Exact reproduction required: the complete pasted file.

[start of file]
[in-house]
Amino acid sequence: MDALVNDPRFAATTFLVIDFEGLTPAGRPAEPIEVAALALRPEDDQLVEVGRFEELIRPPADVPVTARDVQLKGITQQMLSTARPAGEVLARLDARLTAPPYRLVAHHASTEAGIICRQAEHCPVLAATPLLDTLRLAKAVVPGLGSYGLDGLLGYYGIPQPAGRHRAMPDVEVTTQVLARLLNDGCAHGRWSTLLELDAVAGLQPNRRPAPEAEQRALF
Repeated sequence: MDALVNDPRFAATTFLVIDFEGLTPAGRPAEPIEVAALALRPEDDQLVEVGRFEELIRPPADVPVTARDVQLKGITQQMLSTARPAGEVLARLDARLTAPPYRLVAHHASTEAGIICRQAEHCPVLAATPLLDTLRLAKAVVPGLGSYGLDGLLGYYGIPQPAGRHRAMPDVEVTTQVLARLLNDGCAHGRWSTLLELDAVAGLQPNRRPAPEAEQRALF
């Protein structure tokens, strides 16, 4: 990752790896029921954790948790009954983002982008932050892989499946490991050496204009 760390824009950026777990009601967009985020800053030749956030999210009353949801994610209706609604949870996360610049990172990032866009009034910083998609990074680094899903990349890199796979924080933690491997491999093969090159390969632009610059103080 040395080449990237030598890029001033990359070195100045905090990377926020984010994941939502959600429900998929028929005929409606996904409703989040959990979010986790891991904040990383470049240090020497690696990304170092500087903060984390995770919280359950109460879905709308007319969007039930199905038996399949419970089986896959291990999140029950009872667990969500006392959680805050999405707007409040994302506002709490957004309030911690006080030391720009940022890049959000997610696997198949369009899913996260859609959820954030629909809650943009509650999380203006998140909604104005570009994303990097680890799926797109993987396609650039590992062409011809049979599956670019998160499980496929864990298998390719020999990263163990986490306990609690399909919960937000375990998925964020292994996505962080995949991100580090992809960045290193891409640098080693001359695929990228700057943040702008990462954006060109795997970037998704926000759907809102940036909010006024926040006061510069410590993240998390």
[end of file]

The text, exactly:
[in-house]
Amino acid sequence: MDALVNDPRFAATTFLVIDFEGLTPAGRPAEPIEVAALALRPEDDQLVEVGRFEELIRPPADVPVTARDVQLKGITQQMLSTARPAGEVLARLDARLTAPPYRLVAHHASTEAGIICRQAEHCPVLAATPLLDTLRLAKAVVPGLGSYGLDGLLGYYGIPQPAGRHRAMPDVEVTTQVLARLLNDGCAHGRWSTLLELDAVAGLQPNRRPAPEAEQRALF
Repeated sequence: MDALVNDPRFAATTFLVIDFEGLTPAGRPAEPIEVAALALRPEDDQLVEVGRFEELIRPPADVPVTARDVQLKGITQQMLSTARPAGEVLARLDARLTAPPYRLVAHHASTEAGIICRQAEHCPVLAATPLLDTLRLAKAVVPGLGSYGLDGLLGYYGIPQPAGRHRAMPDVEVTTQVLARLLNDGCAHGRWSTLLELDAVAGLQPNRRPAPEAEQRALF
């Protein structure tokens, strides 16, 4: 990752790896029921954790948790009954983002982008932050892989499946490991050496204009 760390824009950026777990009601967009985020800053030749956030999210009353949801994610209706609604949870996360610049990172990032866009009034910083998609990074680094899903990349890199796979924080933690491997491999093969090159390969632009610059103080 040395080449990237030598890029001033990359070195100045905090990377926020984010994941939502959600429900998929028929005929409606996904409703989040959990979010986790891991904040990383470049240090020497690696990304170092500087903060984390995770919280359950109460879905709308007319969007039930199905038996399949419970089986896959291990999140029950009872667990969500006392959680805050999405707007409040994302506002709490957004309030911690006080030391720009940022890049959000997610696997198949369009899913996260859609959820954030629909809650943009509650999380203006998140909604104005570009994303990097680890799926797109993987396609650039590992062409011809049979599956670019998160499980496929864990298998390719020999990263163990986490306990609690399909919960937000375990998925964020292994996505962080995949991100580090992809960045290193891409640098080693001359695929990228700057943040702008990462954006060109795997970037998704926000759907809102940036909010006024926040006061510069410590993240998390």